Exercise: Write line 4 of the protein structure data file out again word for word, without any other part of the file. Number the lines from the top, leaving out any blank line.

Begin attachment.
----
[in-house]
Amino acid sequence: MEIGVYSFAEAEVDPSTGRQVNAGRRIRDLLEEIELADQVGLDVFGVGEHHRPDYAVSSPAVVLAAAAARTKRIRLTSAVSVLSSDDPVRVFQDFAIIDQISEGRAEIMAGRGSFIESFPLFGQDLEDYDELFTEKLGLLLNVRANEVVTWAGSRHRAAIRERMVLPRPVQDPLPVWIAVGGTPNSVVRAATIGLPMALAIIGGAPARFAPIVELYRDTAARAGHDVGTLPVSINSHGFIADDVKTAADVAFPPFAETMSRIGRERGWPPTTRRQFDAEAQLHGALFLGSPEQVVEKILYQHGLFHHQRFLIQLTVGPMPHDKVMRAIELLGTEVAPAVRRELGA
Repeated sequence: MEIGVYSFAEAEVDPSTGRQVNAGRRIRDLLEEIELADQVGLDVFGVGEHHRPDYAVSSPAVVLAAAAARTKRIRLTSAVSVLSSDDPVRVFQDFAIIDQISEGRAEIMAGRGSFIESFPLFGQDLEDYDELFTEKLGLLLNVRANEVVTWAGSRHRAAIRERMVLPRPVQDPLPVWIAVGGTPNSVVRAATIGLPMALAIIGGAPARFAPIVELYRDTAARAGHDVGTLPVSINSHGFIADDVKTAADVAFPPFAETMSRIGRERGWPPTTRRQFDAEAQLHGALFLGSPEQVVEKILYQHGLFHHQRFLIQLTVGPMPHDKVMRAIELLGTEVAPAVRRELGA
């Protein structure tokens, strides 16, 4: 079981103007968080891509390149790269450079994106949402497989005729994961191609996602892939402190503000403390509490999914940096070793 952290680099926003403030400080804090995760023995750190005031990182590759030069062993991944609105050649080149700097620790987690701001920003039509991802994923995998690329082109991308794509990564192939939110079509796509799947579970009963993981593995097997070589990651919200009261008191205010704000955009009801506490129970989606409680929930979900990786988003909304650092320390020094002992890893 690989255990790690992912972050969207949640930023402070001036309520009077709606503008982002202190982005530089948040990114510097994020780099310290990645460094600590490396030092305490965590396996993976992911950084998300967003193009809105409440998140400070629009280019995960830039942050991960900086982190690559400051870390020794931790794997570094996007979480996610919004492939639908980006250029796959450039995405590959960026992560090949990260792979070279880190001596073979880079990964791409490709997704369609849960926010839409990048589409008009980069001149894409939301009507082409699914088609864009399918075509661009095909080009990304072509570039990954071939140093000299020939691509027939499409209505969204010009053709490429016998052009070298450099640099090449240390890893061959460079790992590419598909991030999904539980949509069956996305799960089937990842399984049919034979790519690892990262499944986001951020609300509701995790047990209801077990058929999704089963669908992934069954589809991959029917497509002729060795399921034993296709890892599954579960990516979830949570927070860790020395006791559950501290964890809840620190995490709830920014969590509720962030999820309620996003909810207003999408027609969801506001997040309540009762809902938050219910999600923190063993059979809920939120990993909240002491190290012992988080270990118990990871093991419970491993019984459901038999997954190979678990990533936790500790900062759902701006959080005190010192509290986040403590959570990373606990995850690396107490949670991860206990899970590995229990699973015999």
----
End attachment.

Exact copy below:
């Protein structure tokens, strides 16, 4: 079981103007968080891509390149790269450079994106949402497989005729994961191609996602892939402190503000403390509490999914940096070793 952290680099926003403030400080804090995760023995750190005031990182590759030069062993991944609105050649080149700097620790987690701001920003039509991802994923995998690329082109991308794509990564192939939110079509796509799947579970009963993981593995097997070589990651919200009261008191205010704000955009009801506490129970989606409680929930979900990786988003909304650092320390020094002992890893 690989255990790690992912972050969207949640930023402070001036309520009077709606503008982002202190982005530089948040990114510097994020780099310290990645460094600590490396030092305490965590396996993976992911950084998300967003193009809105409440998140400070629009280019995960830039942050991960900086982190690559400051870390020794931790794997570094996007979480996610919004492939639908980006250029796959450039995405590959960026992560090949990260792979070279880190001596073979880079990964791409490709997704369609849960926010839409990048589409008009980069001149894409939301009507082409699914088609864009399918075509661009095909080009990304072509570039990954071939140093000299020939691509027939499409209505969204010009053709490429016998052009070298450099640099090449240390890893061959460079790992590419598909991030999904539980949509069956996305799960089937990842399984049919034979790519690892990262499944986001951020609300509701995790047990209801077990058929999704089963669908992934069954589809991959029917497509002729060795399921034993296709890892599954579960990516979830949570927070860790020395006791559950501290964890809840620190995490709830920014969590509720962030999820309620996003909810207003999408027609969801506001997040309540009762809902938050219910999600923190063993059979809920939120990993909240002491190290012992988080270990118990990871093991419970491993019984459901038999997954190979678990990533936790500790900062759902701006959080005190010192509290986040403590959570990373606990995850690396107490949670991860206990899970590995229990699973015999």